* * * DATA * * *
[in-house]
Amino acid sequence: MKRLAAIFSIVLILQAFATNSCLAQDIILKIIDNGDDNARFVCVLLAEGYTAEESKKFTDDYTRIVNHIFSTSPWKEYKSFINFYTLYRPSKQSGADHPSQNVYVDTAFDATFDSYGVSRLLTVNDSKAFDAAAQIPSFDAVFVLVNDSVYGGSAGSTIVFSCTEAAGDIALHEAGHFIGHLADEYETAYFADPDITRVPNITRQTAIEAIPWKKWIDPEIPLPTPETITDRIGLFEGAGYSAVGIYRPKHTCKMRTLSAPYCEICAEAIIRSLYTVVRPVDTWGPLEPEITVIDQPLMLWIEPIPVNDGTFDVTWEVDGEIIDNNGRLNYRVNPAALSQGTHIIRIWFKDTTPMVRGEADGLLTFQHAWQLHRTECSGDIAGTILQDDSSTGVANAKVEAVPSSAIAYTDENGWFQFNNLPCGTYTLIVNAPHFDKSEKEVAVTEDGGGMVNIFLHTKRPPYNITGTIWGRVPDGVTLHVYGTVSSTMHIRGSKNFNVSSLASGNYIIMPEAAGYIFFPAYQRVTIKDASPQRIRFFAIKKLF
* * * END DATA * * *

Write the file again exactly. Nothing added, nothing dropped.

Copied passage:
[in-house]
Amino acid sequence: MKRLAAIFSIVLILQAFATNSCLAQDIILKIIDNGDDNARFVCVLLAEGYTAEESKKFTDDYTRIVNHIFSTSPWKEYKSFINFYTLYRPSKQSGADHPSQNVYVDTAFDATFDSYGVSRLLTVNDSKAFDAAAQIPSFDAVFVLVNDSVYGGSAGSTIVFSCTEAAGDIALHEAGHFIGHLADEYETAYFADPDITRVPNITRQTAIEAIPWKKWIDPEIPLPTPETITDRIGLFEGAGYSAVGIYRPKHTCKMRTLSAPYCEICAEAIIRSLYTVVRPVDTWGPLEPEITVIDQPLMLWIEPIPVNDGTFDVTWEVDGEIIDNNGRLNYRVNPAALSQGTHIIRIWFKDTTPMVRGEADGLLTFQHAWQLHRTECSGDIAGTILQDDSSTGVANAKVEAVPSSAIAYTDENGWFQFNNLPCGTYTLIVNAPHFDKSEKEVAVTEDGGGMVNIFLHTKRPPYNITGTIWGRVPDGVTLHVYGTVSSTMHIRGSKNFNVSSLASGNYIIMPEAAGYIFFPAYQRVTIKDASPQRIRFFAIKKLF